I found every page fascinating, even though I barely know any of the artists in this book. What struck me was the articulation of the creative mind at work, and the desire to make music and follow your paths, for yourself first, and maybe the world, second. These musicians are driven by the need capture the sounds and songs they hear and feel, with little regard for audience (at least, in the making of music part of things).

While some of the discussions went technical (about microphones and set-ups and software), Tweedy always seems to ground the discussion to the creative mind, and to the motivation, and to what it is about recording your ideas on your own that keeps the flame of making songs alive for each of these artists. The first section of the book is mostly photographs, intimate shots of people’s bedroom studio spaces (sometimes, it’s just a bed with a laptop and a guitar), with some enlarged quotes, and the second half is packed with interviews with the people. I enjoyed both parts, and the book itself is a beautiful piece of visual art.

After my friend, Murph, and I recorded those first songs, we were able to “steal time” at night one summer in another friend’s garage where he was slowly setting up recording equipment. We’d tinker in there, and make some tapes, and sit and listen in the car.

Later, I saved up and bought my own Tascam (which, reading here in this book, was a revolutionary product for many musicians, for its affordability and its ability to layer four tracks, or more, if you bounced tracks down) and I spent countless hours in my room, by myself, playing around and experimenting. (Murph, my friend, later went on to build his own recording studio as a business.)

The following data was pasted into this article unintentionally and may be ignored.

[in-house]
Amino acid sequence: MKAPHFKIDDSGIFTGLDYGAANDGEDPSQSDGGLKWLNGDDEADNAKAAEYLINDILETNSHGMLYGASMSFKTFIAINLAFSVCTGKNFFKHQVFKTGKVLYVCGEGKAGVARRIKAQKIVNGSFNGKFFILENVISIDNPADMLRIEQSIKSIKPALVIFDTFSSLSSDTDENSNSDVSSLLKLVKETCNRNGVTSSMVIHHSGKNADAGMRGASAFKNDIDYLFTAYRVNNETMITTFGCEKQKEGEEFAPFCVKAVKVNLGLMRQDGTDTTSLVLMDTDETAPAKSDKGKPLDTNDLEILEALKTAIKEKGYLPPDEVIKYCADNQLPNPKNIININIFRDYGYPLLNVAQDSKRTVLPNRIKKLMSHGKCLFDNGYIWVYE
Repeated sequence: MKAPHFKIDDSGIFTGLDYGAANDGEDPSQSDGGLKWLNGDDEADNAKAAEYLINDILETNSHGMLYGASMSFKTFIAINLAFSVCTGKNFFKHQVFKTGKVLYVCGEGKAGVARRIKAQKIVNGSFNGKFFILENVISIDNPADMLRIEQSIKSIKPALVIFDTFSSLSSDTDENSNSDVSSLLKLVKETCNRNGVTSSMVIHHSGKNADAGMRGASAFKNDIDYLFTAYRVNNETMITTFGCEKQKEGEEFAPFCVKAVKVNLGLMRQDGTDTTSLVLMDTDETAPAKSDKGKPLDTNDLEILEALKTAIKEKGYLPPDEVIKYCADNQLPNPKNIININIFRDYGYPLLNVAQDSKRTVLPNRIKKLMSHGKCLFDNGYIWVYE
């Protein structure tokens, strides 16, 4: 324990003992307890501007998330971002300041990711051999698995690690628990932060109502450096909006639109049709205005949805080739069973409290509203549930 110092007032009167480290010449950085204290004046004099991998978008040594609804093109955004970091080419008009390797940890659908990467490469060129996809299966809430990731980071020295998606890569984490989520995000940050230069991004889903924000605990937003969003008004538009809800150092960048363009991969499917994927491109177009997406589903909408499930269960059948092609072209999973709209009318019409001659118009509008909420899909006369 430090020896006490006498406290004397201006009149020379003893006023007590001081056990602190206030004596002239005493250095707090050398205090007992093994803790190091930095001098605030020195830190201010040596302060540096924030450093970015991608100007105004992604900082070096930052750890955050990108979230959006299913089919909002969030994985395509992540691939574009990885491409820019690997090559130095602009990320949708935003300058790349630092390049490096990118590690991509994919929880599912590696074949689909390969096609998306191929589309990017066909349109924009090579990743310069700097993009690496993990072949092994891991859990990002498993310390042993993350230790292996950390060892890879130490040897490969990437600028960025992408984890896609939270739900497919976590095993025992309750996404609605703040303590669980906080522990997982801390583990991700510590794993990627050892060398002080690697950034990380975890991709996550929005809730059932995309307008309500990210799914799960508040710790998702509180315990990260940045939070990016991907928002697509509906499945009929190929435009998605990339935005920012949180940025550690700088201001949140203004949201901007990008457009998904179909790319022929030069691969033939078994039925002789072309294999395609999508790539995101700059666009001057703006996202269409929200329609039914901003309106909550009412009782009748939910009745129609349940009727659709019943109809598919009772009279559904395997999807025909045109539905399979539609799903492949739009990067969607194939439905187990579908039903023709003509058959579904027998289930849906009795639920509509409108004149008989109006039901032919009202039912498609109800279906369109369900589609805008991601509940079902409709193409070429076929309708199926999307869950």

These days, I mostly use an online site  to record and layer tracks, although I have an old Tascam in the basement and a cardboard box full of master tapes somewhere (probably gone bad with time).

And I am still mostly writing for an audience of one — myself, and the hope that I will stumble upon something interesting, and follow that path into a song. When it happens, there’s nothing quite like it. That’s what Mirror Sound captures on the page — that sense of wonder and magic of making music.

Peace (the muse sings),

On Songwriting Part 4: Getting It Down As Demo

(This is the fourth of a series of posts about writing songs. Read the first post, second post and third post, if interested)

I’m always anxious about my singing voice, which is one reason why I always am ready to call anything I record a “demo” and cover myself from criticism (that I can’t sing as well as I should be able to, given how many years I’ve been at this).

So, in that vein, I’m going to be sharing a demo recording of the song that I have been writing, and writing about, in the open. The song is titled Million Miles Away (From Finding Me).